Animal models have been very useful for studying host-parasite interactions in PCM, and have revealed that different P. brasiliensis isolates may vary in virulence4,12,27, a fact that might explains the different clinical manifestation of the disease.

Differences in virulence of P. brasiliensis isolates in mice have also been reported4,14,27, and associated with the amount of a-1,3 glucan in the fungal cell wall24. Virulence is also influenced by in vitro passage and storage of the isolates4,22.

Some studies employed to analyze growth curves, and morphology of yeasts have shown variability between P. brasiliensis strains, but no association with pathogenicity has been observed12,13. Another aspect that has been studied in connection with virulence is mycelial growth morphology. Cottonous morphology appears to be related to virulent strain while glabrous morphology is associated with low virulence strains25.

Random Amplified Polymorphic DNA (RAPD) analysis has also become very useful for microbial strain identification, and has been successfully used to detect genomic variations between fungal isolates such as Aspergillus fumigatus1,19, Histoplasma capsulatum35 and P. brasiliensis31.

RAPD analysis of P. brasiliensis has been used for clustering strains by geographic area5,11, as a means to clarify PCM pathogenesis26 and also, to correlate RAPD pattern with virulence18. Taking these facts together, we investigated virulence profile in ten P. brasiliensis isolates using different parameters and exploring the relationship between their phenotypes and RAPD pattern.



P. brasiliensis isolates: Ten isolates of P. brasiliensis were employed, eight obtained from patients with paracoccidioidomycosis, one isolated from a hamster inoculated with armadillo visceral organ homogenates (Pb-T) and another recovered from C57Bl/.6 mice infected with Pb18 (Pb18B6) (Table 1). All isolates were maintained on 2% Glucose, 1% Peptone and 0.5% Yeast Extract medium (GPY medium) at 35 ºC from time of isolation and were sub-cultured to fresh media every 15 days.



Colony morphology: Colony morphology of the ten isolates was evaluated by observation of giant colonies in their mycelial form. Each isolate obtained from a 6 day-old culture in GPY medium at 35 ºC was plated on the central area of three 220 x 100 mm Petri dishes with Potato dextrose agar (PDA) with aid of a platinum loop that permits an inoculation around 3 mm in diameter. Plates were incubated at 25 – 28 °C for eight weeks, and colonies were examined for shape, size, texture and presence of pigment.

Animals: Groups of 10-week-old male outbred swiss mice were provided from the animal facility of Botucatu Campus, São Paulo State University, for this study. The animals were provided with acidified water and sterilized pellet food ad libitum.

Virulence studies: Groups of 10 mice each were inoculated by the intravenous (iv) route with 2 x 106 yeast cells from a 6 day-old culture of P. brasiliensis isolates: Pb18, Pb18B6, Bt32, Bt56, Bt79, Bt83, Bt84, Pb192, Pb265 and PbT. Fungus viability was determined by phase microscopy30 and it was always above 90%. Four weeks post-infection animals were sacrificed and submitted to histopathologic study, recovery of viable fungi from lungs, and measurement of specific antibody levels.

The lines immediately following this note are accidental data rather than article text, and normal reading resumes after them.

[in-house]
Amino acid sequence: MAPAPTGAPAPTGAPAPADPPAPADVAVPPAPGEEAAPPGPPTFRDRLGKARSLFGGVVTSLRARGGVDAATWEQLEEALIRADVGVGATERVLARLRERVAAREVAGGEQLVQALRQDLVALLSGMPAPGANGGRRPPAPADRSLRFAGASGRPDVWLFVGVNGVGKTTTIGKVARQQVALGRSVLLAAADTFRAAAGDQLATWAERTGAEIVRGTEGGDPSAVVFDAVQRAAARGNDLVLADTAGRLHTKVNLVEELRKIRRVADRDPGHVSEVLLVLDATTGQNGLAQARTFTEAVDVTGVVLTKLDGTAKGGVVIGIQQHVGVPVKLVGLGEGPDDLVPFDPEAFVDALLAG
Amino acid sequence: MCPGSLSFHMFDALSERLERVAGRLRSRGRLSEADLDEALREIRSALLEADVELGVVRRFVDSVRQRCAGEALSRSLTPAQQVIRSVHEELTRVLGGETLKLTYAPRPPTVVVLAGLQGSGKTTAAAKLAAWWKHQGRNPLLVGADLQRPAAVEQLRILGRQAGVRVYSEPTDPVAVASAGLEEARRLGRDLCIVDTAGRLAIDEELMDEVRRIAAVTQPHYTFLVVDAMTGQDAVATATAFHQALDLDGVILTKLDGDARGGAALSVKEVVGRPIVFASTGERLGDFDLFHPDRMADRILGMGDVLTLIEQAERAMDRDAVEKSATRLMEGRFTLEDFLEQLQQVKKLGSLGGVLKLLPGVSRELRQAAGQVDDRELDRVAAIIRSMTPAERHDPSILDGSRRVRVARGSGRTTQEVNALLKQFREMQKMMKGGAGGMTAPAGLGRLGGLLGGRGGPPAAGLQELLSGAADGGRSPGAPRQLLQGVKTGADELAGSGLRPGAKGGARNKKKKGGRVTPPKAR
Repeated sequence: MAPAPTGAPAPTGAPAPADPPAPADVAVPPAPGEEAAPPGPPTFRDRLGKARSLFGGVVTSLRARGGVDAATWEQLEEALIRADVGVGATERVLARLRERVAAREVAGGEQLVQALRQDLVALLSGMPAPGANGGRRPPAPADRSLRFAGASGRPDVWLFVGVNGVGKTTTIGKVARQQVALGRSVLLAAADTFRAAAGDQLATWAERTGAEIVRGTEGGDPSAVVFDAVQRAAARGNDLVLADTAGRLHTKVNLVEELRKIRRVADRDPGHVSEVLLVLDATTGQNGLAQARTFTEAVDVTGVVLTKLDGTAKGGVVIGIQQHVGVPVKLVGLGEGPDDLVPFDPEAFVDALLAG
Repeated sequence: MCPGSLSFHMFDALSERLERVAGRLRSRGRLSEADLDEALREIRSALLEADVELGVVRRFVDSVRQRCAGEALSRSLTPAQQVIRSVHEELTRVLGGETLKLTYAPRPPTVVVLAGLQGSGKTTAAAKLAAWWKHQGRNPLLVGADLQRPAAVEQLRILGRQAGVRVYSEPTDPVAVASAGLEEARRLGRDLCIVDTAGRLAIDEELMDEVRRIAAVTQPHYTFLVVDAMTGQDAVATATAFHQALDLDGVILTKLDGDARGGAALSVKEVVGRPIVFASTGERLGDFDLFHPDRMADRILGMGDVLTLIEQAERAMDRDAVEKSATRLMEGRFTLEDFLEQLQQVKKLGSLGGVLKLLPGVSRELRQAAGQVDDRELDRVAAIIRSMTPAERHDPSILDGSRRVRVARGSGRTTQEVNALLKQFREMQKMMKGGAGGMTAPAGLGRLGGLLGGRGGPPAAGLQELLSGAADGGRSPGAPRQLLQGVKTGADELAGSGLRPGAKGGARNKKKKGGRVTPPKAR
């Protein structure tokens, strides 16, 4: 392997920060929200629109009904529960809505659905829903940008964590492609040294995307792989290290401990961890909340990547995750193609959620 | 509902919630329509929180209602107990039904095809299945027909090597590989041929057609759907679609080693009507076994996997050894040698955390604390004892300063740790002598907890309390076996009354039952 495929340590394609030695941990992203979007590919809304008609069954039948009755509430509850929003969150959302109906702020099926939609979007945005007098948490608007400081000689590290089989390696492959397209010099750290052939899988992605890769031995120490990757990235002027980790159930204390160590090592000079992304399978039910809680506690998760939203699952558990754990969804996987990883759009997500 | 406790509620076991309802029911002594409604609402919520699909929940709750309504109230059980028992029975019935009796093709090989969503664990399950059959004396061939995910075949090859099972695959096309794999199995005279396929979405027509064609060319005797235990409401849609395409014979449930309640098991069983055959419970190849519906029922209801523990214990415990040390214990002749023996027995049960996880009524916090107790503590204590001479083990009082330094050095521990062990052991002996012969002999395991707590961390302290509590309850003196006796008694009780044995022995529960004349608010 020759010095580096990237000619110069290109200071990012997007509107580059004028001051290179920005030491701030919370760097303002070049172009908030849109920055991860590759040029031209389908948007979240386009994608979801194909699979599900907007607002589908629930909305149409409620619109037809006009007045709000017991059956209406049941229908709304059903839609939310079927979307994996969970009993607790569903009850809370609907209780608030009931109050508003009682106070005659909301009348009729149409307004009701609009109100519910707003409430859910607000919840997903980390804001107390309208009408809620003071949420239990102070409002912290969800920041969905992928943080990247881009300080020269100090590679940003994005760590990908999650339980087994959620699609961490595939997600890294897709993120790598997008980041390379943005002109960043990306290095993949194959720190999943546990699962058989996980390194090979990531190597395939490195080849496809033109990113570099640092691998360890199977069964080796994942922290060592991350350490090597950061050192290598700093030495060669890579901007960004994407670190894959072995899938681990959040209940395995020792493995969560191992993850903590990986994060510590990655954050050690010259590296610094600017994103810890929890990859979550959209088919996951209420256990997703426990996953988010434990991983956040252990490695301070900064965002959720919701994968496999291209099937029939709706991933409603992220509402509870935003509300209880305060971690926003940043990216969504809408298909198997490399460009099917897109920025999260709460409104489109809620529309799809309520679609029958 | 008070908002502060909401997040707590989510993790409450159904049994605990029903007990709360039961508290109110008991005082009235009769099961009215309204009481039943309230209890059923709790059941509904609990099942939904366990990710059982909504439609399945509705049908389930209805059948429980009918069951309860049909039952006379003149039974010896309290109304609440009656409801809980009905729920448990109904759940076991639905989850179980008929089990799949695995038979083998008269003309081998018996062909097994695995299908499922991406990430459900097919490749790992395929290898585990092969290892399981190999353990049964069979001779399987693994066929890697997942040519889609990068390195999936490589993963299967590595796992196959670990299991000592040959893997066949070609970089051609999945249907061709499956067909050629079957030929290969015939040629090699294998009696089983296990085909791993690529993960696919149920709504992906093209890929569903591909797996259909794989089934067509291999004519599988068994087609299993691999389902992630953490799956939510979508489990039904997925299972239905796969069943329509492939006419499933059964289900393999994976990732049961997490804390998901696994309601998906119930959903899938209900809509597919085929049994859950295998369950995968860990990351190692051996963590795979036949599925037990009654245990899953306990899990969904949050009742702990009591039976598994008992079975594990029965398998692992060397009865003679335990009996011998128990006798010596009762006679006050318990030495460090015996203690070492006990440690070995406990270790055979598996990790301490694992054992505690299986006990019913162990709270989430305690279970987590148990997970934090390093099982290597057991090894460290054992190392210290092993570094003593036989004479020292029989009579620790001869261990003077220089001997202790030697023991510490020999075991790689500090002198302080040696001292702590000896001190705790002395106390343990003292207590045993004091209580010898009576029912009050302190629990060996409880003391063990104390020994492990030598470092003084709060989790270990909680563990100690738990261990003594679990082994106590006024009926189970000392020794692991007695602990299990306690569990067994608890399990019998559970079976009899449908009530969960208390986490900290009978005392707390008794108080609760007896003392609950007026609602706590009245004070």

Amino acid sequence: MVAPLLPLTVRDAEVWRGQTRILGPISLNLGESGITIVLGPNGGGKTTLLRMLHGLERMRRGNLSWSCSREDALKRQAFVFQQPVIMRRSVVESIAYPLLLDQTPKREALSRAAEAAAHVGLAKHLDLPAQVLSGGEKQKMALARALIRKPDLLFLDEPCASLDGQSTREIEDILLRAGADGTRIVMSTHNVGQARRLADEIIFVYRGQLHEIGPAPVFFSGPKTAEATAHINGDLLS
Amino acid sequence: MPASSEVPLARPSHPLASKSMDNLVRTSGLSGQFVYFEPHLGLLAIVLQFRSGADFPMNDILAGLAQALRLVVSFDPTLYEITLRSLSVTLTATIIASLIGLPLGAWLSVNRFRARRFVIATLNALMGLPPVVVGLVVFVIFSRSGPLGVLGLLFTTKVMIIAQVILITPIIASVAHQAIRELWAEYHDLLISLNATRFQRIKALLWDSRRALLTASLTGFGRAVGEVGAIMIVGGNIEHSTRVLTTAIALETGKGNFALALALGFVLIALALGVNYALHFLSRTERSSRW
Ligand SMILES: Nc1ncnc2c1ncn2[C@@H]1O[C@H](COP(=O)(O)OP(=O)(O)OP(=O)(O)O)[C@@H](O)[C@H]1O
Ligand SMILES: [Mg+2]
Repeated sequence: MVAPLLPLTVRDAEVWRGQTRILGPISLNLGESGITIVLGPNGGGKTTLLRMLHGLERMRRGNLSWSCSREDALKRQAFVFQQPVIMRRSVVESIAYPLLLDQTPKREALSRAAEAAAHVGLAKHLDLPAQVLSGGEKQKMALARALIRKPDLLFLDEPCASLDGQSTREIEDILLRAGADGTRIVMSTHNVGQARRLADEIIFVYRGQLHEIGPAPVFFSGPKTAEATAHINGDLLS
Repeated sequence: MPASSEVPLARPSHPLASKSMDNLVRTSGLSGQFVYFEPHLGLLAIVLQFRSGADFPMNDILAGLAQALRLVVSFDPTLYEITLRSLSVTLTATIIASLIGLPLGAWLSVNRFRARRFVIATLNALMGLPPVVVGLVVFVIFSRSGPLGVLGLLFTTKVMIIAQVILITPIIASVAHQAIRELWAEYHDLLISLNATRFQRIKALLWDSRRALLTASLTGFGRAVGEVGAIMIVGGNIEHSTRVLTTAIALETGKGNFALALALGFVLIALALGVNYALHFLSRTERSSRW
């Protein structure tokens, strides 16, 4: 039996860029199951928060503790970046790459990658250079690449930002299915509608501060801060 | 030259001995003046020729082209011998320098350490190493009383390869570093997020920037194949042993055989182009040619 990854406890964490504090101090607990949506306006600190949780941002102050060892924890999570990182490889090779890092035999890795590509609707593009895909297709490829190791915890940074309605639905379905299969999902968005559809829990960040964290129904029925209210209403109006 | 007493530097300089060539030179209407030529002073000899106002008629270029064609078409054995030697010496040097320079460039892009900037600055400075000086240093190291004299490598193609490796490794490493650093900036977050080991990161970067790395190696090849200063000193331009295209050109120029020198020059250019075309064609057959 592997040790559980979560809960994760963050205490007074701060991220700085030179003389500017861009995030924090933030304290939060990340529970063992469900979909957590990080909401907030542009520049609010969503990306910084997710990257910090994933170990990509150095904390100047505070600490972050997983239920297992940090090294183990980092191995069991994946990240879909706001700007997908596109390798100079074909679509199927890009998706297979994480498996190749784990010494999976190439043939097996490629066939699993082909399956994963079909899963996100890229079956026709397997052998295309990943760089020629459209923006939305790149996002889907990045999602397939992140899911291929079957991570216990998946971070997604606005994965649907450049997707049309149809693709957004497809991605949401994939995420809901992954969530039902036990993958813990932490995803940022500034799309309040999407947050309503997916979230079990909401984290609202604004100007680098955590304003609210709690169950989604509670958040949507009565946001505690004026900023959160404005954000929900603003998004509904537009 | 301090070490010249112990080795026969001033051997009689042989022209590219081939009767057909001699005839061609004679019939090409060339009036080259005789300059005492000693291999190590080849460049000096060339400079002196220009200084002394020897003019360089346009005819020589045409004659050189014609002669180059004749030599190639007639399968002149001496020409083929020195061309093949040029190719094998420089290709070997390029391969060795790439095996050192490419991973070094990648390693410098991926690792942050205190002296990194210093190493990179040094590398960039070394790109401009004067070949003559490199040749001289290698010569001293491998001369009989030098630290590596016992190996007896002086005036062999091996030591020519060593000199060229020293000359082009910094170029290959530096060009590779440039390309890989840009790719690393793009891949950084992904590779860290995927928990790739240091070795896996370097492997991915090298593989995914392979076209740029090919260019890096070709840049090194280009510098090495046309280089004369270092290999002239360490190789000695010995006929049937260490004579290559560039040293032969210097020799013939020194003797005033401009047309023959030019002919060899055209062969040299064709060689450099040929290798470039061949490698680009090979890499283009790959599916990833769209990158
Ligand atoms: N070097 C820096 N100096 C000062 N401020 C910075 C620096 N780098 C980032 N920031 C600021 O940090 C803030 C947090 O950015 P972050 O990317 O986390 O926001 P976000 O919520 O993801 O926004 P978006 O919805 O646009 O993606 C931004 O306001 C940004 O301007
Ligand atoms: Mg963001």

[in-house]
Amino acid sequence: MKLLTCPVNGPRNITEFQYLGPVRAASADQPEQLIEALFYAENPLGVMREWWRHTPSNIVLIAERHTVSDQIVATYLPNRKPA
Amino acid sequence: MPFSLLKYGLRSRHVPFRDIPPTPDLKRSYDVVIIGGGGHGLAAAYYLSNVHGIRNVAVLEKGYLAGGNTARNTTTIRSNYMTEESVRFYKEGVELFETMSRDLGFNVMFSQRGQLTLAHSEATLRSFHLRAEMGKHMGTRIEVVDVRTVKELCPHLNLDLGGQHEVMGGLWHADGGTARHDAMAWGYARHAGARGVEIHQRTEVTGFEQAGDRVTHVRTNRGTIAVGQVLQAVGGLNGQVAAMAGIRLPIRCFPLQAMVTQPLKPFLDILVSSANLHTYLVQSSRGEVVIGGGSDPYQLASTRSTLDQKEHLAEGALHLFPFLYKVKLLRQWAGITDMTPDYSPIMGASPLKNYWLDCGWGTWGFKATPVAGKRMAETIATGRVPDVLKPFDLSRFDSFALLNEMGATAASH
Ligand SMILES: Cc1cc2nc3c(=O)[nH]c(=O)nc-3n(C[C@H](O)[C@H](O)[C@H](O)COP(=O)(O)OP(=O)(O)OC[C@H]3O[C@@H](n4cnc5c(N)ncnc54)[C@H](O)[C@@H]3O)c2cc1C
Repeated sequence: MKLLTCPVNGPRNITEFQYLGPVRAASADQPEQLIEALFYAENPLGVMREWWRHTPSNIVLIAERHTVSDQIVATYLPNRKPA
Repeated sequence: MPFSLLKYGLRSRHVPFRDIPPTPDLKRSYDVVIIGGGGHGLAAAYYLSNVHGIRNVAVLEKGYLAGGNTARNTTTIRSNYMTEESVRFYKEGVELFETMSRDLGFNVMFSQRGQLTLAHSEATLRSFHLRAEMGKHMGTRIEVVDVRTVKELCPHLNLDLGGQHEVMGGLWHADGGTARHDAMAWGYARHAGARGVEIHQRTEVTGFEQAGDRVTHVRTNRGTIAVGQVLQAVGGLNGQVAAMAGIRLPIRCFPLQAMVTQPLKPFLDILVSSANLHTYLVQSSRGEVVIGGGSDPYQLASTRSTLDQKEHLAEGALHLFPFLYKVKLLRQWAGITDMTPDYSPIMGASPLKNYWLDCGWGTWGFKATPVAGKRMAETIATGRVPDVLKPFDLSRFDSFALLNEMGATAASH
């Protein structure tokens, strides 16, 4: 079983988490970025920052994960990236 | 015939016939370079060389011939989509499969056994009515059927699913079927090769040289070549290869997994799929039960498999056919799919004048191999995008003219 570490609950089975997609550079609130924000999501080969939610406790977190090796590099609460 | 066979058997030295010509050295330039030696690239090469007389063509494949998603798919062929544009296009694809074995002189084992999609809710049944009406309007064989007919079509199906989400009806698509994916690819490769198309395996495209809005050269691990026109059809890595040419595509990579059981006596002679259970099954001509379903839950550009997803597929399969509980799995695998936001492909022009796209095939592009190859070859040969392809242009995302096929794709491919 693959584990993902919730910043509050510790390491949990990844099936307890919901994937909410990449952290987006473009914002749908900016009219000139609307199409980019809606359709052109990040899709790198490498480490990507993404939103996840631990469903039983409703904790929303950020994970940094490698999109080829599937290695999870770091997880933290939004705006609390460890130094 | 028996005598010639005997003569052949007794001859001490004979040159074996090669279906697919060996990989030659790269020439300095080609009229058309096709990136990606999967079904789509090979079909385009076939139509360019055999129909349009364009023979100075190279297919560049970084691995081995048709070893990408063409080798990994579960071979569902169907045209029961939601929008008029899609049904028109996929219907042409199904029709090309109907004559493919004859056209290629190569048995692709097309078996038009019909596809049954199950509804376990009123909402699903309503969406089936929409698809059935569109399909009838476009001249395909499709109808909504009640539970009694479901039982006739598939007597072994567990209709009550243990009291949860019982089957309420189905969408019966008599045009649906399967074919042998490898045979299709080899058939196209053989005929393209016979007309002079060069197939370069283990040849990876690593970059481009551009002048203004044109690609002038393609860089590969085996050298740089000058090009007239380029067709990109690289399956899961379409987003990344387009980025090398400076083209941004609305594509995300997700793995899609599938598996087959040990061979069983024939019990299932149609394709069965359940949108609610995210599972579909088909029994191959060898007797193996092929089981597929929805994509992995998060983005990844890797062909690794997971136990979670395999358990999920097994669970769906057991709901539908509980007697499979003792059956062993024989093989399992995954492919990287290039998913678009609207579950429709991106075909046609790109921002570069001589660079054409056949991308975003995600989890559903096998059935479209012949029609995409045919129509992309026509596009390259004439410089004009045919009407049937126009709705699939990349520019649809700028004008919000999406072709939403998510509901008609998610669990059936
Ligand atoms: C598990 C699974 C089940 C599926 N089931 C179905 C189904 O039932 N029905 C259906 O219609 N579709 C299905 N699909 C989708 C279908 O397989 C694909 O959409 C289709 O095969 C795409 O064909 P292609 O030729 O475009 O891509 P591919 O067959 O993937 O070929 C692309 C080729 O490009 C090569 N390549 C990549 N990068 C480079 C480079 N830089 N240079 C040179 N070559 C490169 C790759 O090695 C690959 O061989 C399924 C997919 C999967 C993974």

Sacrifice and histopathology: Each animal was sacrificed by ether anesthesia and cardiac puncture exsanguination. Blood was collected and tissue samples were taken from lungs, liver, spleen, kidney, and adrenal gland. Blood samples were allowed to clot and the supernatant sera centrifuged and stored at -20 °C. Tissue samples were fixed in formalin, and embedded in paraffin, cut into 4 µm sections and stained with hematoxylin-eosin.

Recovery of viable yeast from lungs: The number of viable fungi in infected mouse lungs was determined by counting colony forming units (CFUs). At sacrifice, the right lungs from all animals were aseptically removed weighed and individually homogenized in 1.5 mL of sterile phosphate buffer saline pH 7.2 (PBS) in a tissue grinder. Aliquots of 100 µL of each homogenate were plated by triplicate onto plates with brain heart infusion (BHI) agar (Difco Laboratories, Detroit, Mich.) supplemented with 4% (v/v) normal horse serum and 5% P. brasiliensis 192 culture filtrate, the latter constituting the source of growth-promoting factors28. Plates were incubated at 35 °C and colonies were counted daily until there were no further increases. Results were expressed as logarithmic values of CFU/g of lung.

P. brasiliensis antigen: Culture filtrate antigen (PbAg) was prepared using a pool of 6-day-old yeast cells from the ten P. brasiliensis isolates, cultured in Casal's medium7 at 35 ºC. Each culture filtrate was centrifuged separately at 10,000 g for 30 min at 4 ºC, concentrated to a 10 mL-volume and dialyzed against PBS. Then the ten culture filtrate were pooled, filtered through a 0.22 µm Millipore membrane, and submitted to sterility tests. Protein concentration was determined by the method of LOWRY et al.16.